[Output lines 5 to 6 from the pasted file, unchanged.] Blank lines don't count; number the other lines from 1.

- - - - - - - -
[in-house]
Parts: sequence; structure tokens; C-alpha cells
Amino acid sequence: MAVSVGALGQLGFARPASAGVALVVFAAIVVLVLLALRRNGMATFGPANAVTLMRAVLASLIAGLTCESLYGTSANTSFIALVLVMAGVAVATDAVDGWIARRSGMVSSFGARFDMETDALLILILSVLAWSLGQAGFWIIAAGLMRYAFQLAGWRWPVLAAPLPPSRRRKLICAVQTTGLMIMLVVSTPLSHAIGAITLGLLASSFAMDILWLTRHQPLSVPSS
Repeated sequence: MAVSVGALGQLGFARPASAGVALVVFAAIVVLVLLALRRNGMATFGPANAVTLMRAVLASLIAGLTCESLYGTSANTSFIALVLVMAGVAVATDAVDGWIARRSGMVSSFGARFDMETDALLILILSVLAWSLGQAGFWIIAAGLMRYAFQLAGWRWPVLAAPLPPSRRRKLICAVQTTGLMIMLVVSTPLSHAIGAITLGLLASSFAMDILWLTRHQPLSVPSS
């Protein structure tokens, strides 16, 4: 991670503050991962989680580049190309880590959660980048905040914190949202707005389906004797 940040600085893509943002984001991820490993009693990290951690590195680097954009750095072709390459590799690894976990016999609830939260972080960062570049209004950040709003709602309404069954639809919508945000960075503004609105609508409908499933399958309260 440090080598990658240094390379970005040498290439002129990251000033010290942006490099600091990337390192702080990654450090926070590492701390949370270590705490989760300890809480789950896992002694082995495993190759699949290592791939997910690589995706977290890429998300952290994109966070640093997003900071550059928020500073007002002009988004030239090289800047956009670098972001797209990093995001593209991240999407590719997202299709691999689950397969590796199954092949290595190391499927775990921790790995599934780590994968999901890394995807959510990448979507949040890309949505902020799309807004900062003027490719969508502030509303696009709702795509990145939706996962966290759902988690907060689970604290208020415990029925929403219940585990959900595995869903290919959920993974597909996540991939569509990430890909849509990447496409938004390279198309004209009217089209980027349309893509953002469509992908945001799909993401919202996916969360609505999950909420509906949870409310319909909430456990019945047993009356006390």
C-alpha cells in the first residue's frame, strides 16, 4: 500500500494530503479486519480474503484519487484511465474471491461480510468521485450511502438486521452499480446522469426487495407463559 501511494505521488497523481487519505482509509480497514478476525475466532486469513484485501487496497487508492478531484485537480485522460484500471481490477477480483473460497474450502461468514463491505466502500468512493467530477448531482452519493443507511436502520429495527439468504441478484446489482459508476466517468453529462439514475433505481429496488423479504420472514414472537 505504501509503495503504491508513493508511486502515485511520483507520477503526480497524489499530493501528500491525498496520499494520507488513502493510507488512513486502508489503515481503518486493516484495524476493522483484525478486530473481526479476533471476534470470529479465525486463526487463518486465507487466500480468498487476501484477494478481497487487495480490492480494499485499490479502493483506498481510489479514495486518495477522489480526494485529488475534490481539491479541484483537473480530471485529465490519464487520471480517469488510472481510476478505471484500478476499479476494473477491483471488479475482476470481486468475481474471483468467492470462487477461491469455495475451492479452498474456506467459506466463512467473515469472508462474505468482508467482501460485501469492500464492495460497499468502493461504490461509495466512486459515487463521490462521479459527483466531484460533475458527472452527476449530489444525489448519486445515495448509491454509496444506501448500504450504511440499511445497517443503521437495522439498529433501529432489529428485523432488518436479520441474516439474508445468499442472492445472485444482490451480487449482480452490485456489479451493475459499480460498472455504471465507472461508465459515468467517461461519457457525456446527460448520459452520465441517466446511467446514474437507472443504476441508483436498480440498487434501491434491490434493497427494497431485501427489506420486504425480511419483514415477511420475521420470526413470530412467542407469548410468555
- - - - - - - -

């Protein structure tokens, strides 16, 4: 991670503050991962989680580049190309880590959660980048905040914190949202707005389906004797 940040600085893509943002984001991820490993009693990290951690590195680097954009750095072709390459590799690894976990016999609830939260972080960062570049209004950040709003709602309404069954639809919508945000960075503004609105609508409908499933399958309260 440090080598990658240094390379970005040498290439002129990251000033010290942006490099600091990337390192702080990654450090926070590492701390949370270590705490989760300890809480789950896992002694082995495993190759699949290592791939997910690589995706977290890429998300952290994109966070640093997003900071550059928020500073007002002009988004030239090289800047956009670098972001797209990093995001593209991240999407590719997202299709691999689950397969590796199954092949290595190391499927775990921790790995599934780590994968999901890394995807959510990448979507949040890309949505902020799309807004900062003027490719969508502030509303696009709702795509990145939706996962966290759902988690907060689970604290208020415990029925929403219940585990959900595995869903290919959920993974597909996540991939569509990430890909849509990447496409938004390279198309004209009217089209980027349309893509953002469509992908945001799909993401919202996916969360609505999950909420509906949870409310319909909430456990019945047993009356006390």
C-alpha cells in the first residue's frame, strides 16, 4: 500500500494530503479486519480474503484519487484511465474471491461480510468521485450511502438486521452499480446522469426487495407463559 501511494505521488497523481487519505482509509480497514478476525475466532486469513484485501487496497487508492478531484485537480485522460484500471481490477477480483473460497474450502461468514463491505466502500468512493467530477448531482452519493443507511436502520429495527439468504441478484446489482459508476466517468453529462439514475433505481429496488423479504420472514414472537 505504501509503495503504491508513493508511486502515485511520483507520477503526480497524489499530493501528500491525498496520499494520507488513502493510507488512513486502508489503515481503518486493516484495524476493522483484525478486530473481526479476533471476534470470529479465525486463526487463518486465507487466500480468498487476501484477494478481497487487495480490492480494499485499490479502493483506498481510489479514495486518495477522489480526494485529488475534490481539491479541484483537473480530471485529465490519464487520471480517469488510472481510476478505471484500478476499479476494473477491483471488479475482476470481486468475481474471483468467492470462487477461491469455495475451492479452498474456506467459506466463512467473515469472508462474505468482508467482501460485501469492500464492495460497499468502493461504490461509495466512486459515487463521490462521479459527483466531484460533475458527472452527476449530489444525489448519486445515495448509491454509496444506501448500504450504511440499511445497517443503521437495522439498529433501529432489529428485523432488518436479520441474516439474508445468499442472492445472485444482490451480487449482480452490485456489479451493475459499480460498472455504471465507472461508465459515468467517461461519457457525456446527460448520459452520465441517466446511467446514474437507472443504476441508483436498480440498487434501491434491490434493497427494497431485501427489506420486504425480511419483514415477511420475521420470526413470530412467542407469548410468555